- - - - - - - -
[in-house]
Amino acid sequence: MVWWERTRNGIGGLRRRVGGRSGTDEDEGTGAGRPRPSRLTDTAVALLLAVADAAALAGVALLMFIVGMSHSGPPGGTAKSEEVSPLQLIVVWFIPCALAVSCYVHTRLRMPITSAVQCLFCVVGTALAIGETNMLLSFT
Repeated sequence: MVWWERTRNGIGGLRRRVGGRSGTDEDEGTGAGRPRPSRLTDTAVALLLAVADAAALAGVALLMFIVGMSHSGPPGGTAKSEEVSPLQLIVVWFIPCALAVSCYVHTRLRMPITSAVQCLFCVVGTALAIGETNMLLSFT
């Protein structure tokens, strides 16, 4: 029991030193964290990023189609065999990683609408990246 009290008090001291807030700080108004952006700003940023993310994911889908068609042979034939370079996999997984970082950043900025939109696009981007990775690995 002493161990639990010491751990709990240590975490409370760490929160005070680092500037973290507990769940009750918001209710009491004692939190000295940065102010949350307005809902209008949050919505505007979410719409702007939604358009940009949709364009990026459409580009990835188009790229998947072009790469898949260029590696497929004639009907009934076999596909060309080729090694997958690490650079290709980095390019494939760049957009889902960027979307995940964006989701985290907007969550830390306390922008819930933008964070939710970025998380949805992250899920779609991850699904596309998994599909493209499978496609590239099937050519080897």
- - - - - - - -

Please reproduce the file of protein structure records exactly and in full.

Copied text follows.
[in-house]
Amino acid sequence: MVWWERTRNGIGGLRRRVGGRSGTDEDEGTGAGRPRPSRLTDTAVALLLAVADAAALAGVALLMFIVGMSHSGPPGGTAKSEEVSPLQLIVVWFIPCALAVSCYVHTRLRMPITSAVQCLFCVVGTALAIGETNMLLSFT
Repeated sequence: MVWWERTRNGIGGLRRRVGGRSGTDEDEGTGAGRPRPSRLTDTAVALLLAVADAAALAGVALLMFIVGMSHSGPPGGTAKSEEVSPLQLIVVWFIPCALAVSCYVHTRLRMPITSAVQCLFCVVGTALAIGETNMLLSFT
């Protein structure tokens, strides 16, 4: 029991030193964290990023189609065999990683609408990246 009290008090001291807030700080108004952006700003940023993310994911889908068609042979034939370079996999997984970082950043900025939109696009981007990775690995 002493161990639990010491751990709990240590975490409370760490929160005070680092500037973290507990769940009750918001209710009491004692939190000295940065102010949350307005809902209008949050919505505007979410719409702007939604358009940009949709364009990026459409580009990835188009790229998947072009790469898949260029590696497929004639009907009934076999596909060309080729090694997958690490650079290709980095390019494939760049957009889902960027979307995940964006989701985290907007969550830390306390922008819930933008964070939710970025998380949805992250899920779609991850699904596309998994599909493209499978496609590239099937050519080897």